Very often, this cardiac event is associated with the appearance of atheroma plaques lodged in the intima layers of the coronary arteries, triggering inflammatory processes. This risk factor may be diagnosed by the concentration/amount of inflammatory markers found in the peripheral blood, such as neutrophils and lymphocytes.4,5

Considering the potential of these different cell types, i.e., neutrophils and lymphocytes, in the genesis and evolution of atheroma plaques, the neutrophil/lymphocyte ratio (NLR) has a high diagnostic potential for cardiovascular diseases. Neutrophil and lymphocyte analyses are simple, relatively inexpensive, and widely available.6 Therefore, this review aimed to discuss the importance of NLR and its inclusion in the list of useful tools for the diagnosis/prognosis of atheroma-related heart disease.

Atherogenesis and the Neutrophil/Lymphocyte Ratio

As shown in figure 1, endothelial dysfunctions related to atherosclerotic plaques are usually associated with states of neutrophilia, together with lymphopenia processes. The antagonism between inducing and protective factors of inflammatory processes favors the onset of injuries in the vascular endothelium, as well as the onset of atherosclerosis.

Source: Santos e Izidoro.

Figure 1 Pathological mechanisms triggered by neutrophils and lymphocytes during the evolution of cardiovascular diseases. As the neutrophil / lymphocyte ratio increases, there is an association with the pathophysiological mechanism of endothelial dysfunction. Pro-inflammatory factors are derived from increased numbers of neutrophils (green frame), while the attenuation of anti-inflammatory factors is the result of decreased lymphocytes.ROS: reactive oxygen species; MPO: myeloperoxidase; ICAM-1: intercellular adhesion molecule-1.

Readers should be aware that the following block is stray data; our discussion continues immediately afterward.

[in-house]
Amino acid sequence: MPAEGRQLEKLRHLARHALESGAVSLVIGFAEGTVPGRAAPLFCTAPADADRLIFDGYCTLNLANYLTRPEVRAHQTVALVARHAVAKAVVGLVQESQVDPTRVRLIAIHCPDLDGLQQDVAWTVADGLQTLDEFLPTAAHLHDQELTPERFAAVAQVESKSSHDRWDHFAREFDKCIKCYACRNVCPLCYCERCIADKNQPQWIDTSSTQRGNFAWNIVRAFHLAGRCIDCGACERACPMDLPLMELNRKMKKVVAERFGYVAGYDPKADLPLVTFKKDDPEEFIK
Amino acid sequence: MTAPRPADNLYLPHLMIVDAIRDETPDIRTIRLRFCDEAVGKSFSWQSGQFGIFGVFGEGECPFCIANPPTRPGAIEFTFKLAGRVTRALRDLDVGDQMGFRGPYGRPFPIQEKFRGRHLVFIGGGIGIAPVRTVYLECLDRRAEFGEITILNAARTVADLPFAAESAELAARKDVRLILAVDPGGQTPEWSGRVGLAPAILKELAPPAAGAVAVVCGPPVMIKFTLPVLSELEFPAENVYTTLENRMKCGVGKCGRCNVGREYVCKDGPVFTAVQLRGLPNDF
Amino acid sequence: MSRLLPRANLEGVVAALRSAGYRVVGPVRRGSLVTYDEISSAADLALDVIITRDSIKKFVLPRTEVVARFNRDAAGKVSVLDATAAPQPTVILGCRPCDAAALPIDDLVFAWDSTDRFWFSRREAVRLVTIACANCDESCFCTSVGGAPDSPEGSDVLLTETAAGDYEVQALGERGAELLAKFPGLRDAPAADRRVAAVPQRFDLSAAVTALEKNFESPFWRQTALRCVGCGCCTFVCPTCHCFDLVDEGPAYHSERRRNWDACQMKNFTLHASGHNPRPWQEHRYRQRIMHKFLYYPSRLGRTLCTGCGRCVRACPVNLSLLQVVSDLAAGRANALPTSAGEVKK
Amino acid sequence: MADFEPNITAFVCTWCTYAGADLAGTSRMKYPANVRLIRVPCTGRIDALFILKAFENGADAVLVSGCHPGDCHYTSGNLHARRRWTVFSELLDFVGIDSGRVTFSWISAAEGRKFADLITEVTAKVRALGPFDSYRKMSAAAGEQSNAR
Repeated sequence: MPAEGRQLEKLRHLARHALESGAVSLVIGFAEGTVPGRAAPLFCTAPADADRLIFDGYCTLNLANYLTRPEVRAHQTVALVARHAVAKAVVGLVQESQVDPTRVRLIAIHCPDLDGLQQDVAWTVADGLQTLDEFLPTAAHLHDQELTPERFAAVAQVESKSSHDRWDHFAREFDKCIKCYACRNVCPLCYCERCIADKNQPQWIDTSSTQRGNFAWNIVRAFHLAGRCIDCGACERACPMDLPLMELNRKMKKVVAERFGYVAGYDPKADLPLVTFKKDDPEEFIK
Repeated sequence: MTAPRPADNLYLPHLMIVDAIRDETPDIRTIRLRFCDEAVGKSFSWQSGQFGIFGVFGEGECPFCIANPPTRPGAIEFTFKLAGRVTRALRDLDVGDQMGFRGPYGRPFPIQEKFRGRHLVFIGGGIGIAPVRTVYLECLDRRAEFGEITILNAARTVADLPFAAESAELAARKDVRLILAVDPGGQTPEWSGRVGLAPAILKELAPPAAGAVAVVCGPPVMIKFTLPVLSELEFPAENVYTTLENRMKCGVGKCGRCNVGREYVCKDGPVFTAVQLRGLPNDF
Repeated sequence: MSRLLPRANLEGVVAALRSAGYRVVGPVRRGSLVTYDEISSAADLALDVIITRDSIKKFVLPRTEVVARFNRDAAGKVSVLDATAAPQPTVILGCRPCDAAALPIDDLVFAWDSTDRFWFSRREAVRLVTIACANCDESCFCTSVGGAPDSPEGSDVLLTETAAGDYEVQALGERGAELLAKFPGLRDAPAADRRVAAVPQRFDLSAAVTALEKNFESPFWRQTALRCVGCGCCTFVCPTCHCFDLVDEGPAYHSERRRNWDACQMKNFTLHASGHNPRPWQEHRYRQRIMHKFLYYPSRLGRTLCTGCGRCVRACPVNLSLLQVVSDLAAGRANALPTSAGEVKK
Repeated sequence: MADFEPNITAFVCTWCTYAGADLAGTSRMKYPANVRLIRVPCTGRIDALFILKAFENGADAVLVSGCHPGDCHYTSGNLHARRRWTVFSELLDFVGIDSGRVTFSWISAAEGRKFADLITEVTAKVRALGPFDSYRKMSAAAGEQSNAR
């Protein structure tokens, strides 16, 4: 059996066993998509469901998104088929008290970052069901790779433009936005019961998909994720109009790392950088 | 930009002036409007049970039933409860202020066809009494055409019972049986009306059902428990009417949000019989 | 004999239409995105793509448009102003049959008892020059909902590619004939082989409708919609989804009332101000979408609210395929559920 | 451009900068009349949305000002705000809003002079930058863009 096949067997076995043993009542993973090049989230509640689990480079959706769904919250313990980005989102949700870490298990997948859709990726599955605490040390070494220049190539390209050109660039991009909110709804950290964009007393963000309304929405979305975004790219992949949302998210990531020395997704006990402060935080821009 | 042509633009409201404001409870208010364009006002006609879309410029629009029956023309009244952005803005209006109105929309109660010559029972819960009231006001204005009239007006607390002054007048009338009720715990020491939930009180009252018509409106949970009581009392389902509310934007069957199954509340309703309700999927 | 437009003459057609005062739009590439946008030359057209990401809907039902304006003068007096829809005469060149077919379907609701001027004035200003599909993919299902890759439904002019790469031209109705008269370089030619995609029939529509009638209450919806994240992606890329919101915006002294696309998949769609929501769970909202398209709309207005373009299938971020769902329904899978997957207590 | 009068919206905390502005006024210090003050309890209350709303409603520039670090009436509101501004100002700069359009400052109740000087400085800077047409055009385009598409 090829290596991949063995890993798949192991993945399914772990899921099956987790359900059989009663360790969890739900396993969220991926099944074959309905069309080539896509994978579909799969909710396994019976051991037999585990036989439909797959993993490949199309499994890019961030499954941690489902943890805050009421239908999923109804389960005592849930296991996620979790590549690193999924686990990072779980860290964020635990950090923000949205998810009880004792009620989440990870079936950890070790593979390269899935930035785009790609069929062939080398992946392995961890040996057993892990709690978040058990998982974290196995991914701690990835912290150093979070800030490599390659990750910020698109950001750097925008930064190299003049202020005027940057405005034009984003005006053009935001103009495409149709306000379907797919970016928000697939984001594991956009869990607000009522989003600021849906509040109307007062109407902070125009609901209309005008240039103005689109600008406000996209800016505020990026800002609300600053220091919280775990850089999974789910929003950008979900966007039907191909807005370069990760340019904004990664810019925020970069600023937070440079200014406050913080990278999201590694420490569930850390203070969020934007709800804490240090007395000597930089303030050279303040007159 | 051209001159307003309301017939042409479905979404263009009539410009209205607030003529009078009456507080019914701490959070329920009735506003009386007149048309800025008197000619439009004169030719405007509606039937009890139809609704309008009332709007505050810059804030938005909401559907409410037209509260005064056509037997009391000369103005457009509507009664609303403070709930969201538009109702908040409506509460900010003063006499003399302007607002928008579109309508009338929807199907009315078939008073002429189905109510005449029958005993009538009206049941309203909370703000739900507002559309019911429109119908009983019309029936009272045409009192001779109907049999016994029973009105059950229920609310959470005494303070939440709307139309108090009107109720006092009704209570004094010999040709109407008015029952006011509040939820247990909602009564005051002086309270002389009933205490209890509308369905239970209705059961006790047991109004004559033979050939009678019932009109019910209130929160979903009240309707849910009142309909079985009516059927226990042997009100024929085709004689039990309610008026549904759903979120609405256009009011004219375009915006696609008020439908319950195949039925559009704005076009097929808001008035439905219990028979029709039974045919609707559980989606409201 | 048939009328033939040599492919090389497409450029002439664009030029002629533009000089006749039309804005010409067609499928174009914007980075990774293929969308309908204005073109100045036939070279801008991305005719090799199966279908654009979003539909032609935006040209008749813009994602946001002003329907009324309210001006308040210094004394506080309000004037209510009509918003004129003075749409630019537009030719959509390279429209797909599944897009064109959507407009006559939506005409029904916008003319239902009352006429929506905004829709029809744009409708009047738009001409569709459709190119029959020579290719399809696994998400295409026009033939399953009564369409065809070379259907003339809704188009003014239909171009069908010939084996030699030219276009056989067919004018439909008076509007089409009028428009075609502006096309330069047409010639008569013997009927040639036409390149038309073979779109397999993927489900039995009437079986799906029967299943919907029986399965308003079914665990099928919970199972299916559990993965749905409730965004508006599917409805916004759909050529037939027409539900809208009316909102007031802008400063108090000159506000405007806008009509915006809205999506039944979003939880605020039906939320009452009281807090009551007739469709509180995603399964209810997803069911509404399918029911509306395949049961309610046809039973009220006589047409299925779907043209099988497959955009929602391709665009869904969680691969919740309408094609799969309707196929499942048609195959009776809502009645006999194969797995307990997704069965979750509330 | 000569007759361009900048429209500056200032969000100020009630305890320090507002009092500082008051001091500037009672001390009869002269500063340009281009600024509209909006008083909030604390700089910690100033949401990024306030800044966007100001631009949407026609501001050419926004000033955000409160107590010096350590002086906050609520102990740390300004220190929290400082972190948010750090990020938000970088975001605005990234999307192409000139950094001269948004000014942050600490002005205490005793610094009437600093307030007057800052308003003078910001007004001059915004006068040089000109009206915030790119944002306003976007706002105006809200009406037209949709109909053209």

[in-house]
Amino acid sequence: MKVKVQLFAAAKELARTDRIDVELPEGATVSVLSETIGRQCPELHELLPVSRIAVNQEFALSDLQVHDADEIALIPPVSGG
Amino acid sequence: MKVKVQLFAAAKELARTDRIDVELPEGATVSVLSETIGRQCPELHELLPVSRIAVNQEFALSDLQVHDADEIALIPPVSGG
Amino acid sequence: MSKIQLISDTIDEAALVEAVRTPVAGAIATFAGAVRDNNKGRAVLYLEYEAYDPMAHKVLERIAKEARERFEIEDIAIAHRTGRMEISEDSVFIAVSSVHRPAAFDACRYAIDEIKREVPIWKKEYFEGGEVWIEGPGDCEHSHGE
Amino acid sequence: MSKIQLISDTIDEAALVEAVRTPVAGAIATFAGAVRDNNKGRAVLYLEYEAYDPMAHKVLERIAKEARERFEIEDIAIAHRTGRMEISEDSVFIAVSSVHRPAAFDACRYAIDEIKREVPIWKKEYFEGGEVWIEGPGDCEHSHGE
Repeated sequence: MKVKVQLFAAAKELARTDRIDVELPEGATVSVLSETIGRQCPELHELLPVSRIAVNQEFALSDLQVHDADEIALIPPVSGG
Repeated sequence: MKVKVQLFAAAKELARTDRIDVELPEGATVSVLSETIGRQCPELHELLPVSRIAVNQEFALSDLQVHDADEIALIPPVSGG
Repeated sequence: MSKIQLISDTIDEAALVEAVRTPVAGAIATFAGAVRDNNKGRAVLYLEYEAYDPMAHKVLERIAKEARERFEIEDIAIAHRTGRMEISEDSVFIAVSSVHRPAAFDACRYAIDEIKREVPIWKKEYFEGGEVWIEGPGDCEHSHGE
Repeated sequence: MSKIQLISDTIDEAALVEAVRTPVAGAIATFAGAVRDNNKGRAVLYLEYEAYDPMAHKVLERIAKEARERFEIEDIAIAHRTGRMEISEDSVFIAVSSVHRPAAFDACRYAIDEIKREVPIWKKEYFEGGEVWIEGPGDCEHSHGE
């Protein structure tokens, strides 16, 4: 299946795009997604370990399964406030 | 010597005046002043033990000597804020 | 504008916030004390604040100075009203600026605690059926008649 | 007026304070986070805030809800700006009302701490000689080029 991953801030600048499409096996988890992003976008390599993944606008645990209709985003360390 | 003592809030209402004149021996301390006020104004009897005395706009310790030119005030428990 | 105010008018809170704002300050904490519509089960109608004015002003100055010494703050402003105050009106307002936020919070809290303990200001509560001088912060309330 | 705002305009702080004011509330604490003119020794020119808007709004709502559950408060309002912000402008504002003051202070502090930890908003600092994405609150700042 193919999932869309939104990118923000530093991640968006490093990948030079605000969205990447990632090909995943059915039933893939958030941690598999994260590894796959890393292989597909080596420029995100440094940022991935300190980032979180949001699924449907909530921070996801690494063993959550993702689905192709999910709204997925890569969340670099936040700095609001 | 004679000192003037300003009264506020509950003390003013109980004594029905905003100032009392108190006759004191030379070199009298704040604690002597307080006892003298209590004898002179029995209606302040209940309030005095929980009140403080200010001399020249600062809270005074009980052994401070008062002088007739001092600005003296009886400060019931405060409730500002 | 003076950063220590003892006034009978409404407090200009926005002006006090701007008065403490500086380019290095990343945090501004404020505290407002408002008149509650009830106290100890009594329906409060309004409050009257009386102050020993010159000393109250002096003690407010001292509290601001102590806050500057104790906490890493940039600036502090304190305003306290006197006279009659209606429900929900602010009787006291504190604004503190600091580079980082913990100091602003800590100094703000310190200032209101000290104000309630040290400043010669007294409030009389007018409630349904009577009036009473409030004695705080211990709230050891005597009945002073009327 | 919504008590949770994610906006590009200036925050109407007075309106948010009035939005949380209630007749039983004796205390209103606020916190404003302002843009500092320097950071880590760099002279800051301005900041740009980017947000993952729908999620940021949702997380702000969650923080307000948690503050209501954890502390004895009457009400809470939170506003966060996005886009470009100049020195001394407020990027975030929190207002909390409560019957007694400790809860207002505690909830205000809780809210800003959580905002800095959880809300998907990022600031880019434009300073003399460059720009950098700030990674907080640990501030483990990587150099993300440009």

The body is exposed to systemic stress in the immunological lack of control due to the inflammatory process related to cardiovascular diseases, increasing the levels of cortisol and catecholamines, so that the lymphocytes are affected by this imbalance, weakening its role in modulating the inflammatory response.7-9

Infarcted patients have elevated cortisol levels. This increase induces the reduction of lymphocytes by apoptosis, and CD4+ and CD8 cells become more sensitive to tumor necrosis factor-alpha (TNF-α).10 This is one of the most likely mechanisms to explain lymphopenia developed during cardiovascular disease evolution. However, the pathophysiological mechanism of this decrease has not yet been fully elucidated.9

On the other hand, mechanisms related to neutrophilia in cardiovascular diseases are more clarified, especially in atherosclerosis. Neutrophils are related, since the initial phase, to a more advanced stage of atherosclerosis, participating in the inflammatory process as a hyperlipidemia mediator, until the development of atherothrombosis, infiltrating the atherosclerotic arteries.11